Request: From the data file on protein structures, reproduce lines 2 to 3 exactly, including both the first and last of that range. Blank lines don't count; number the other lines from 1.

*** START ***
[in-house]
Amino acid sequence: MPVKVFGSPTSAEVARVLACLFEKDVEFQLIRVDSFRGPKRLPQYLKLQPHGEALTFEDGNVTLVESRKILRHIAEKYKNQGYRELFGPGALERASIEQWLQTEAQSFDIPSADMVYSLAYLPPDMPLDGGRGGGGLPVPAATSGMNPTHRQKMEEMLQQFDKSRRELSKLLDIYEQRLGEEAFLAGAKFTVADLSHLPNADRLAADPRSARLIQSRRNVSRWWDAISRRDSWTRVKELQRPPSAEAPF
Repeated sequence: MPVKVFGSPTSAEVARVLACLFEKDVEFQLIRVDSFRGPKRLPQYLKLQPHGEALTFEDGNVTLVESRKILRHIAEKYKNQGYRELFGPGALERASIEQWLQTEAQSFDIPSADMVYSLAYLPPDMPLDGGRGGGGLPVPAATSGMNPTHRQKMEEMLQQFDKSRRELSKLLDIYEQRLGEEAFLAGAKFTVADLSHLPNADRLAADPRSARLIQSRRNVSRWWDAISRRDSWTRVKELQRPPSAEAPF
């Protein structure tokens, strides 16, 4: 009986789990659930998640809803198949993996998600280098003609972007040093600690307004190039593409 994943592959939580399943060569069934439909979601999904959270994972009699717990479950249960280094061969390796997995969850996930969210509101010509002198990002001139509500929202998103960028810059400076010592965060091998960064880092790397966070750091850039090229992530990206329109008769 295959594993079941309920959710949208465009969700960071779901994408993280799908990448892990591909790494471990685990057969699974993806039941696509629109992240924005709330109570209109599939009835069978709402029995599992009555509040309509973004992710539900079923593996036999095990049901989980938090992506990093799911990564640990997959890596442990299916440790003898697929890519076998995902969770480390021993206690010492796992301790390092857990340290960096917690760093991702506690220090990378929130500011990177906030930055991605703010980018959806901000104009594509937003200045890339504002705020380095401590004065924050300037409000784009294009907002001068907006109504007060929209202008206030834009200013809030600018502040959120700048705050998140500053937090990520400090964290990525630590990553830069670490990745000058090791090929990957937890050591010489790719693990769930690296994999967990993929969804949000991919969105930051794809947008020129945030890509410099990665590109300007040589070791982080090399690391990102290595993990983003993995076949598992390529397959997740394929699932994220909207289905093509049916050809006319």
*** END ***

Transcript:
Amino acid sequence: MPVKVFGSPTSAEVARVLACLFEKDVEFQLIRVDSFRGPKRLPQYLKLQPHGEALTFEDGNVTLVESRKILRHIAEKYKNQGYRELFGPGALERASIEQWLQTEAQSFDIPSADMVYSLAYLPPDMPLDGGRGGGGLPVPAATSGMNPTHRQKMEEMLQQFDKSRRELSKLLDIYEQRLGEEAFLAGAKFTVADLSHLPNADRLAADPRSARLIQSRRNVSRWWDAISRRDSWTRVKELQRPPSAEAPF
Repeated sequence: MPVKVFGSPTSAEVARVLACLFEKDVEFQLIRVDSFRGPKRLPQYLKLQPHGEALTFEDGNVTLVESRKILRHIAEKYKNQGYRELFGPGALERASIEQWLQTEAQSFDIPSADMVYSLAYLPPDMPLDGGRGGGGLPVPAATSGMNPTHRQKMEEMLQQFDKSRRELSKLLDIYEQRLGEEAFLAGAKFTVADLSHLPNADRLAADPRSARLIQSRRNVSRWWDAISRRDSWTRVKELQRPPSAEAPF